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South takes precautions to cool off and prevent more deaths

By Chris Reinolds KozelleCNN
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Summer temperatures bake the nation
  • Firefighters in Memphis, Tennessee, make house calls to check on residents
  • New England is expected to cool down, but no relief is forecast for the South
  • Schools in Georgia are taking precautions
  • Authorities have said nine deaths are suspected to be heat-related

(CNN) -- Football players in Georgia are hitting the field at night while an ice cream store in Tennessee is hurting for business as people stay inside to avoid the extreme heat that continued to cook the South on Thursday.

Memphis, Tennessee, Fire Department spokesman Wayne Cooke said the majority of its 444 firefighters were making house calls checking on elderly and disabled residents on Thursday.

During their checks, firefighters saw residents sitting outside under shade trees because their homes had become too hot. Cooke said he also saw people mowing their lawn -- an activity that is not advised in extreme heat.

A combination of sweltering temperatures and high humidity could cause heat-related illnesses, the National Weather Service said. The number of suspected heat-related deaths reported by health officials across the South and Midwest in the past week reached at least nine Wednesday as temperatures continued to hit triple digits.

Cooke said the city of Memphis has set up cooling centers and encouraged neighbors to check on each other.

Video: It's so hot, the leaves are changing
Video: Could the lights go out?

He cautioned people not to rely on fans to keep cool. "They don't prevent heat illness. When it's 90 degrees or above it won't help," he said.

The heat index -- what the temperature feels like when combined with the humidity -- is soaring across much of the South.

CNN Weather's Judson Jones said Thursday's heat indices ranged from 100 to 115 degrees throughout parts of the South and the Northeast. A cold front was expected to cool temperatures slightly Friday in the New England area, but no relief was expected for the South.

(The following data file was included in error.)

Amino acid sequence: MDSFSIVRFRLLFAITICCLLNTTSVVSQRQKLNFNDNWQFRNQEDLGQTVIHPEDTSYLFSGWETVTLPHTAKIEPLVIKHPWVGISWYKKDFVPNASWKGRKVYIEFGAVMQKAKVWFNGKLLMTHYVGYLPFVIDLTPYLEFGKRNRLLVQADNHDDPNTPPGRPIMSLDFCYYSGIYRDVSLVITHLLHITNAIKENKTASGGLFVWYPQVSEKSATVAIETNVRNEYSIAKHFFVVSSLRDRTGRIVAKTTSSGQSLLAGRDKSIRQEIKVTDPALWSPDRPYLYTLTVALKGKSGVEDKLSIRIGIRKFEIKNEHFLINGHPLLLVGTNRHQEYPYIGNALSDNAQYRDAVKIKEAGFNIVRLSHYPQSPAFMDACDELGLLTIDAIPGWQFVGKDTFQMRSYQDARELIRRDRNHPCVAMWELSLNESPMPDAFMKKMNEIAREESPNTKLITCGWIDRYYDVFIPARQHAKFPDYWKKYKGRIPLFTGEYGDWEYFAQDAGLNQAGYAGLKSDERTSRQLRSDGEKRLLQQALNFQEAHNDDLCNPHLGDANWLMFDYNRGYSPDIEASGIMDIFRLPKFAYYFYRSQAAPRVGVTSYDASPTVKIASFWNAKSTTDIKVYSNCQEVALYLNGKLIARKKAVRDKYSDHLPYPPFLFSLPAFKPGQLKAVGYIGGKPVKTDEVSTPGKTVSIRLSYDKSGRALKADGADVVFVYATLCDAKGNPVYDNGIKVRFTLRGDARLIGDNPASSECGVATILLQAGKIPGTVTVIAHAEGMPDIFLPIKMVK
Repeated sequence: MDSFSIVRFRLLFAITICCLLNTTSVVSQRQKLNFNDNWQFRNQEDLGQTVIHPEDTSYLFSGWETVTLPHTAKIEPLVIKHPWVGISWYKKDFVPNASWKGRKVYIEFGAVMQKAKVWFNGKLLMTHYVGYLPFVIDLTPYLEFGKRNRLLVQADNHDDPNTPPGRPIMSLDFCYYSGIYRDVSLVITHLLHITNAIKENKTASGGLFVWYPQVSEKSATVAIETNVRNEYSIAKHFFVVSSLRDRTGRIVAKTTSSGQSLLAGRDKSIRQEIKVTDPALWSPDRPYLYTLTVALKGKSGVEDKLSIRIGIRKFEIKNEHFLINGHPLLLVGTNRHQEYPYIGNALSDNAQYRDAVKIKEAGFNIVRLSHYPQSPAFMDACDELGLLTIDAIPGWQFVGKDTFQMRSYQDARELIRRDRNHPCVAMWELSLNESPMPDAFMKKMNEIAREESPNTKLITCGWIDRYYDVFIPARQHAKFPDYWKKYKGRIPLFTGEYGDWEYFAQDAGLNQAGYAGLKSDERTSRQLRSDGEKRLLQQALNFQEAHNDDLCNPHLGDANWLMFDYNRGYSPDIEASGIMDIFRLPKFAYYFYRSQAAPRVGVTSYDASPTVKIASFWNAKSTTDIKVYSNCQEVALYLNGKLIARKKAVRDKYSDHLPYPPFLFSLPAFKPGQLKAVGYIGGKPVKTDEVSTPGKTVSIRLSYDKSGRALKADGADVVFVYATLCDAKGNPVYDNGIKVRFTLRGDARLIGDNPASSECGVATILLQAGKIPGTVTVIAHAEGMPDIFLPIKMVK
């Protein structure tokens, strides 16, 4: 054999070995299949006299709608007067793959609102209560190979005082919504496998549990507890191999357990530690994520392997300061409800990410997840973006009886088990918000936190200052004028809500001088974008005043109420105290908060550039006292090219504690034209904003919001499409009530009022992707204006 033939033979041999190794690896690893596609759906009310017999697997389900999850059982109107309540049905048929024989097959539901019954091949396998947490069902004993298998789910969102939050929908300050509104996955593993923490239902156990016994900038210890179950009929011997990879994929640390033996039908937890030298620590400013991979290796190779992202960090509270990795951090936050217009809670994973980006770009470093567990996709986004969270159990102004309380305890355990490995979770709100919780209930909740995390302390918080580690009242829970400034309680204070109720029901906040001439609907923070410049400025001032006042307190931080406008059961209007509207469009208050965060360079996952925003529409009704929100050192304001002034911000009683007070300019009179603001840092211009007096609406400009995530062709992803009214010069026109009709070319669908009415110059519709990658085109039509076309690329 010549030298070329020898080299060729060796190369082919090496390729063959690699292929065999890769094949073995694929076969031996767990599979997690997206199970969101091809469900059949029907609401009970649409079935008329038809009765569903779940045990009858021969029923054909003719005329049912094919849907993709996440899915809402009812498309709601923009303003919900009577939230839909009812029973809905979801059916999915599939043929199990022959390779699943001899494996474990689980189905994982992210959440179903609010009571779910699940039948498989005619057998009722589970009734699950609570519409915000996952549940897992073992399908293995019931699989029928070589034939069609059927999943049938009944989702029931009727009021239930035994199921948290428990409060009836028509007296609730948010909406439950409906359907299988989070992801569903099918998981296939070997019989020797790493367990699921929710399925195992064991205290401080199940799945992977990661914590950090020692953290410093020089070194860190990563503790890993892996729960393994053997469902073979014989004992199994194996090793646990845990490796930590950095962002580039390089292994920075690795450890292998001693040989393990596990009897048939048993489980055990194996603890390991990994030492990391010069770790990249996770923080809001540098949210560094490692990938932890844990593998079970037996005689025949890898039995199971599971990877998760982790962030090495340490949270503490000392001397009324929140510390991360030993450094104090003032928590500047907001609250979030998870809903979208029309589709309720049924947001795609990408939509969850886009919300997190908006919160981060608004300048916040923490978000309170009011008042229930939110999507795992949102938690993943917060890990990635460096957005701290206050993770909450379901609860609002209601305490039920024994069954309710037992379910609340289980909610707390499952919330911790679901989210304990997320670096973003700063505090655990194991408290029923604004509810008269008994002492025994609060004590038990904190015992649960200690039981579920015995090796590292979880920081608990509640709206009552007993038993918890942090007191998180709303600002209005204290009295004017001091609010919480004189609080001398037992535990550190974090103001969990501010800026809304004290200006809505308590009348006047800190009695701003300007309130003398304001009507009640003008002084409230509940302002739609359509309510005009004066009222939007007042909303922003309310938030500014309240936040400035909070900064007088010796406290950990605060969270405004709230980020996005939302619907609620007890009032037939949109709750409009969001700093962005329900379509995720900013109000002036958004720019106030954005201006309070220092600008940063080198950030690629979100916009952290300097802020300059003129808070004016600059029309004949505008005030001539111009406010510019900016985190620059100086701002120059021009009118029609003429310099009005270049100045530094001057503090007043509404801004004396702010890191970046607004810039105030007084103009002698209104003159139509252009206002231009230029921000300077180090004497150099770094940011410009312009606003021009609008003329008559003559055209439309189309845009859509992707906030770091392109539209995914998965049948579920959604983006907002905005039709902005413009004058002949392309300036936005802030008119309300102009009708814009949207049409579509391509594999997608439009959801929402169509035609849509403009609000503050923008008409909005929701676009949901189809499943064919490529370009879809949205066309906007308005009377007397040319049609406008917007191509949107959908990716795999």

On Thursday, Little Rock, Arkansas reached 103 degrees with a heat index of 112, while residents in Jackson, Mississippi, sweated through a heat index of 114.

In Tennessee, even ice cream sales are suffering. John Ellis of Lexington said business has slowed at his family's ice cream store as residents stay home and avoid going out into the heat. Ellis got into his car on Thursday and found the temperature readout to be 122 degrees.

"It was a mistake to get in the car," he said, adding that with the air conditioning running and windows down the gauge still read 110 degrees for a 10-minute trip. "It's almost too hot to even complain," he said.

School has started in parts of Georgia. Cherokee County School District spokesman Mike McGowan said high temperatures are not that unusual for August. One of the high school football teams has moved its practice to the evening, he said, and officials are setting up fans in school gyms that don't have air conditioning. Students are also allowed to bring bottled water on buses, about half of which have air conditioning.

Movies are the fun way to cool off In Oklahoma City, Oklahoma. Starplex Cinemas is offering free movies to senior citizens age 60 and up whenever the temperatures hit 100 through the end of August.

People 65 or older, infants and young children, and those who are already ill are at greater risk for heat-related illnesses.

The Jackson County, Missouri, website offers these tips for staying cool:

-- Avoid liquids containing alcohol or caffeine.

-- Schedule outdoor activities before noon or in the evening.

-- When temperatures reach the 90s, a cool shower can help more than a fan.

-- Wear lightweight, light-colored, loose-fitting clothing, wide-brimmed hats and sunscreen.

-- If you must work in the heat, monitor the condition of co-workers and ask them to do the same for you.